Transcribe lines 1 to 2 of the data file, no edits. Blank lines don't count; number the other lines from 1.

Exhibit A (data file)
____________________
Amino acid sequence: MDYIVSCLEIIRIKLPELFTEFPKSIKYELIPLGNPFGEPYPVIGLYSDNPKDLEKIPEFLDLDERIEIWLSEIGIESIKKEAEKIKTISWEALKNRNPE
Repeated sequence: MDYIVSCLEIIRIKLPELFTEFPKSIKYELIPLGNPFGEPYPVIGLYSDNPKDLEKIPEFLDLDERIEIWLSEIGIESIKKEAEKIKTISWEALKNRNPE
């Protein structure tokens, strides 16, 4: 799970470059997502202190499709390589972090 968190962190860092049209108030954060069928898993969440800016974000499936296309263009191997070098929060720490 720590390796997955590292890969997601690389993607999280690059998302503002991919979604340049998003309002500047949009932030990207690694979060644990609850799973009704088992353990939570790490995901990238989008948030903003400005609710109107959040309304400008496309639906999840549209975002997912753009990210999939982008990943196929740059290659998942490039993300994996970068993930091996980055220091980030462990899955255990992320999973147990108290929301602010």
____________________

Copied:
Amino acid sequence: MDYIVSCLEIIRIKLPELFTEFPKSIKYELIPLGNPFGEPYPVIGLYSDNPKDLEKIPEFLDLDERIEIWLSEIGIESIKKEAEKIKTISWEALKNRNPE
Repeated sequence: MDYIVSCLEIIRIKLPELFTEFPKSIKYELIPLGNPFGEPYPVIGLYSDNPKDLEKIPEFLDLDERIEIWLSEIGIESIKKEAEKIKTISWEALKNRNPE